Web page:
A blind Muslim woman whose family objected to having a guide dog in the house is to get a guide horse instead.
Mona Ramouni with her guide horse, Cali. Photo: AP
Mona Ramouni, 28, lost her sight shortly after birth, and has had to rely on her family members to guide her around the Detroit suburb where they live.
She has long yearned for more independence, but a traditional guide dog was never an option. Many Muslims consider dogs unclean, and Miss Ramouni, an observant Sunni, respects her Jordanian-born parents' aversion to having a dog in the family home, where she lives along with three of her six siblings.
Now Mexicali Rose, a 3-year-old former show horse that stands about 2 1/2 feet tall and weighs about 125 pounds, has arrived to help Miss Ramouni.
Before the horse, nicknamed Cali, arrived, "I had basically given up. I mean, I had been to the point where I thought, 'I'm going to get nothing out of my life,"' Miss Ramouni told the Associated Press. "And having Cali ... showed me that I had forgotten about all the optimism I had as a kid. When I was a kid, I thought I could do anything. I thought everything was possible."
While many Muslims believe dogs can violate ritual purity, horses are seen as "regal animals," Dawud Walid, executive director of the Council on American-Islamic Relation's Michigan chapter, told the news agency.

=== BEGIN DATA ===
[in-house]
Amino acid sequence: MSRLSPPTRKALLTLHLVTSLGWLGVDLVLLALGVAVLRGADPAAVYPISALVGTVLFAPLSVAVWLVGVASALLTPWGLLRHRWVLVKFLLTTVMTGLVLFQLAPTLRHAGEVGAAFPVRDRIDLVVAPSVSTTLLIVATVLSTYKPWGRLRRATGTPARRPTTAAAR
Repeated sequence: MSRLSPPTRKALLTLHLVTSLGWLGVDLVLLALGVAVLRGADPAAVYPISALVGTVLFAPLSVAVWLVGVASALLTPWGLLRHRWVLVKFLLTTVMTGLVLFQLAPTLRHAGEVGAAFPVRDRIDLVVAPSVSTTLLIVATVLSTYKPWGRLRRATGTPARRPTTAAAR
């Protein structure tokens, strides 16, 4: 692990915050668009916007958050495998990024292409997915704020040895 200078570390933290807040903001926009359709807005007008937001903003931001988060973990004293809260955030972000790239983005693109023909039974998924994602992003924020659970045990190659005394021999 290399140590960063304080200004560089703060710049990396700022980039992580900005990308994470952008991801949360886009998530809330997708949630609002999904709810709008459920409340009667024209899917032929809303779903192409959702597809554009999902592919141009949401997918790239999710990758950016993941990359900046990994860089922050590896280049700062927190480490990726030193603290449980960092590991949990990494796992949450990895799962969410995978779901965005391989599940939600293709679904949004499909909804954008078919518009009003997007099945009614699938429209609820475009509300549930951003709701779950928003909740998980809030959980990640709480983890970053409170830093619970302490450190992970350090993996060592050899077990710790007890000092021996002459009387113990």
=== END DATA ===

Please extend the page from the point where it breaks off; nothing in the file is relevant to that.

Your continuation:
Still, "there would be concerns about bringing a horse into certain establishments and areas of worship as well," he said.
The horses can live into their 30s, more than twice as long as most dogs, she said.
The horse, who has been trained to get in and out of vehicles, guide through crowds and stand still indoors, is expected to take up residence in a newly erected shed on the family's lawn within the next two months.
But as Miss Ramouni hails the new opportunities available to her with a guide horse, the US government has given warning that it may soon tighten the definition of a guide animal under the Americans with Disabilities Act (ADA) to exclude farm creatures such as horses.
Regulatory language that would limit guide status to dogs and other common domestic animals was proposed last year, but was postponed along with other new federal rules when President Barack Obama took office in January.
The new ADA regulations are under review and final language will be issued later this year, according to Alejandro Miyar, a justice department spokesman.